Table of Contents
Abenomics Started when the Former Japanese Prime Minister Abe Shinzo who developed a variety of economic and social programs.
What is Abenomics?
Economists have used the term “Abenomics” to describe the Japanese government’s economic and social policies under Prime Minister Shinzo Abe. The country was still recuperating from the 2008–2009 recession when Abkhazia’s prime minister took office in 2012.
In addition, during the 2000s, Japan endured long periods of withdrawal and even negative growth. Abenomics’ major goal was to increase consumption and the value of the target deviation of 2%. His programs emphasized competition, increased commerce, and increased economic employment.
Japan’s Fiscal Policy
The Japanese government announced 10.3 trillion yen for infrastructure spending, such as roads, buildings, and bridges, as part of the fiscal stimulus package. The program’s purpose was to increase the economy’s gross domestic product through promoting investment and consumption (GDP).
In 2014, the budget package was increased by 5.5 trillion yen. To help fund increasing government spending, the government hiked the consumption tax to 10%.
Monetary and Credit Policy after Abenomics
Quantitative easing has also been utilized by the Japanese government to increase the economy’s liquidity. The Bank of Japan (BOJ) has begun a large-scale asset acquisition program, with a total value of $660 billion each year. The goal was to keep buying assets until the country’s inflation rate reached the desired level of 2%.
To stimulate lending and investment, the Bank of Japan dropped interest rates above zero in 2016. The target short-term interest rate was -0.1 percent in 2018.
The Structural reform
Abenomics was designed to reform many areas of the economy and boost Japan’s competitiveness in both domestic and international markets. One of the most serious issues confronting the Japanese economy was a labor shortage. The birth rate in Japan has dropped by 6%, and the country is expected to lose more than a third of its population between 2010 and 2060.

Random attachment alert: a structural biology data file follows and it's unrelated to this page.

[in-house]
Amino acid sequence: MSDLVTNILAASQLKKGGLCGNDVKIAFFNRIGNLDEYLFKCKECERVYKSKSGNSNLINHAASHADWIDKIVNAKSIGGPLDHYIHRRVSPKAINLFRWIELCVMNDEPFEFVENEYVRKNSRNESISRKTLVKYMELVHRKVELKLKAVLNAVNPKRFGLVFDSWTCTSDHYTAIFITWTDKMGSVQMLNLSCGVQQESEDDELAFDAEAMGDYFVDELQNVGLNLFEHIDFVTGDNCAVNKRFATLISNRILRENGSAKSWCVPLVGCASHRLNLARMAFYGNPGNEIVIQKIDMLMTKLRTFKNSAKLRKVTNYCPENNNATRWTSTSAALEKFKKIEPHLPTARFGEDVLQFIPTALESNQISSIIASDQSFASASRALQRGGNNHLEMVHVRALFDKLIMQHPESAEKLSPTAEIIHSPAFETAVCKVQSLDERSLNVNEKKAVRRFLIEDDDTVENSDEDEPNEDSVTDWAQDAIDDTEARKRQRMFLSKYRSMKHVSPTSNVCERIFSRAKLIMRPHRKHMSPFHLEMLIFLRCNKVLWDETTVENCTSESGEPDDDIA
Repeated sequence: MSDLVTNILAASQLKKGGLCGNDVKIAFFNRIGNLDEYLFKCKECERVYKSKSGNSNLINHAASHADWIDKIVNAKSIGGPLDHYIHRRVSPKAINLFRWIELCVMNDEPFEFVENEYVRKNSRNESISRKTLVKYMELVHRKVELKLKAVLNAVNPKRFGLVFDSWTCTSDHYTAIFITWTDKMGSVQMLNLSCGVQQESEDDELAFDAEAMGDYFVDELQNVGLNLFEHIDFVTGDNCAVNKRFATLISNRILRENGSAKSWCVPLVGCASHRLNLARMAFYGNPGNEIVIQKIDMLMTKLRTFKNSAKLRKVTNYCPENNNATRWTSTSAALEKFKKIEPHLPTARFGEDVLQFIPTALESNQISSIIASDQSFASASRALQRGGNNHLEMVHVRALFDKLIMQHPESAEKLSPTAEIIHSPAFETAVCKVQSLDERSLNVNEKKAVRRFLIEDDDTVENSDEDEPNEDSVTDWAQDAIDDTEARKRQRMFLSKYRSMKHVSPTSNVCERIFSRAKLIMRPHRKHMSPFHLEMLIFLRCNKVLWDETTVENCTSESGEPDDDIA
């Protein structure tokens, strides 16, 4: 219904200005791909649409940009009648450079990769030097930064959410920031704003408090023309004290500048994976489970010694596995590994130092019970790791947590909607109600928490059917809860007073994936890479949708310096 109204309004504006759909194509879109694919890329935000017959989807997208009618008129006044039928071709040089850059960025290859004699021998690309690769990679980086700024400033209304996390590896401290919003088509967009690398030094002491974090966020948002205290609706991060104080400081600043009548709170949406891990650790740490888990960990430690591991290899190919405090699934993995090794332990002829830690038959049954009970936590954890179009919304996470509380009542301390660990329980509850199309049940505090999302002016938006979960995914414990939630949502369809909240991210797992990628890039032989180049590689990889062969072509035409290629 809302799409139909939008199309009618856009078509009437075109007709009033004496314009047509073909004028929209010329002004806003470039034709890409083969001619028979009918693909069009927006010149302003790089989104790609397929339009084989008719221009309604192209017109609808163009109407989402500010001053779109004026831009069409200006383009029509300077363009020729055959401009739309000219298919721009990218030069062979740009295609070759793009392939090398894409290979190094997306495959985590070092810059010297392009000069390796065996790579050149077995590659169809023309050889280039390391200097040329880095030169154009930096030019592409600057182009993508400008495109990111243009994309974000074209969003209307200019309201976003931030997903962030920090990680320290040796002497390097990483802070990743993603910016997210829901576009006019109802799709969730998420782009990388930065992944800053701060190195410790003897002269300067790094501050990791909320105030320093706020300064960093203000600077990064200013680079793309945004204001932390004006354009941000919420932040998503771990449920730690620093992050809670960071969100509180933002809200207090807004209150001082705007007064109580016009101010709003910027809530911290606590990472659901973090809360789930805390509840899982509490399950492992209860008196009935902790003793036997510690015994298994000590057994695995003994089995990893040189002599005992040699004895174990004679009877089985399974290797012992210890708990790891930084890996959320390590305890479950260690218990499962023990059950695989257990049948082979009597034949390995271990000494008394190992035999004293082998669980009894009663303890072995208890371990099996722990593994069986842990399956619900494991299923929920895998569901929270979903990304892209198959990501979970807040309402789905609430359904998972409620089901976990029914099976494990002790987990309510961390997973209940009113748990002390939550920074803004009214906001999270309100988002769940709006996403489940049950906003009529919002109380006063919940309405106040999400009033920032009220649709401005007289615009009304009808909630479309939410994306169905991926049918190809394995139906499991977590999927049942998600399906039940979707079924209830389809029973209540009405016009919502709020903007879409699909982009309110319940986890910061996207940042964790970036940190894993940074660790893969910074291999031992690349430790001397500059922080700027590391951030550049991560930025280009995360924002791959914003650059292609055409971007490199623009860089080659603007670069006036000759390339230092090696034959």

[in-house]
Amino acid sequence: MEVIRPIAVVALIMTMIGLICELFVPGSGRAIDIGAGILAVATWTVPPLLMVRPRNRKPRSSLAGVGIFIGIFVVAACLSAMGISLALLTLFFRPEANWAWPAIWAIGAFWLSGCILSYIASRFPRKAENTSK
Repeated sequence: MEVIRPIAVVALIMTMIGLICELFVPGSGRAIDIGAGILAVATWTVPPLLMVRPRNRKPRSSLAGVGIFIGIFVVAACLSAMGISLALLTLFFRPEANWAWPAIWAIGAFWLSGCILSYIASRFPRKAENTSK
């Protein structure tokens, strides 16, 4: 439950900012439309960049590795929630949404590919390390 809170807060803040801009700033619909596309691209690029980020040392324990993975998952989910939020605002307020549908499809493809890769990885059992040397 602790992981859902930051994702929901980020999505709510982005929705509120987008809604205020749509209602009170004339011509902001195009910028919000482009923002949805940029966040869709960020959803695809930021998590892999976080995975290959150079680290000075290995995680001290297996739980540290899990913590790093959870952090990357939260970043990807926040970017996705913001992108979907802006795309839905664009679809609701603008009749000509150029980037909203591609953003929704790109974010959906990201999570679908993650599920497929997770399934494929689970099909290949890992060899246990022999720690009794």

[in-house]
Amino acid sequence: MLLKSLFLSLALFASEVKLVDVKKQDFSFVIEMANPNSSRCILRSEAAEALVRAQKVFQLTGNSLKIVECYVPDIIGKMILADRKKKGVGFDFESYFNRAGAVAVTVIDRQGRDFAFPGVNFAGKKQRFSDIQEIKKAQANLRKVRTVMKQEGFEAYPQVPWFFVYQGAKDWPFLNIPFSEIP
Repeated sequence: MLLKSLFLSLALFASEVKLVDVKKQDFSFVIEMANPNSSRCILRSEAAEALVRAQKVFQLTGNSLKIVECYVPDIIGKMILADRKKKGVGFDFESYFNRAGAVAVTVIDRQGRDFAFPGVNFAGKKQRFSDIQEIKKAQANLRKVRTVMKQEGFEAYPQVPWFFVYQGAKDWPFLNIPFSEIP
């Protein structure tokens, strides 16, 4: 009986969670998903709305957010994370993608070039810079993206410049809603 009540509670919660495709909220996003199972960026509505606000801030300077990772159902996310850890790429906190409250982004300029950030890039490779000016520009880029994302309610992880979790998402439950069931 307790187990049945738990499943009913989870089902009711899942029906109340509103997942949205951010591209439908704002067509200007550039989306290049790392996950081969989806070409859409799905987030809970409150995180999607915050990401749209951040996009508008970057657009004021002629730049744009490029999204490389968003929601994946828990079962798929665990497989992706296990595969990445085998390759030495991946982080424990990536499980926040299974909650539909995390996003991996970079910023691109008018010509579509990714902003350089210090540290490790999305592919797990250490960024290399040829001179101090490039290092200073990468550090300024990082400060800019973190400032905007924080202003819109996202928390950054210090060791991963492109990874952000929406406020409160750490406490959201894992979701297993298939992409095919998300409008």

Prime Minister Abe launched Abenomics 2.0, which aims to boost Japan’s birth rate while also improving pensions and elderly welfare. More than two trillion yen was spent on childcare and education as part of the reform, including free preschool education for low-income children.
In addition, under the “Women’s Plan,” the Japanese government aimed to expand the number of women in the workforce. The goal was to increase the number of women in leadership roles while also increasing overall female employment. For the first time in nearly two decades, this approach assisted in bringing the jobless rate below 3%.
The future of Abenomics
The political reform targets set since the start of Abenomics in 2012 are still a long way off. Critics contend that the economic reforms have had little effect on inflation and that Japan’s debt remains at one quadrillion yen. Japan’s current inflation rate is 1%, which is significantly below the target of 2%. However, for the first time in 30 years, the country’s GDP expanded by 0.5 percent in 2017.
In short, no decision on Abenomics has been made as of 2022.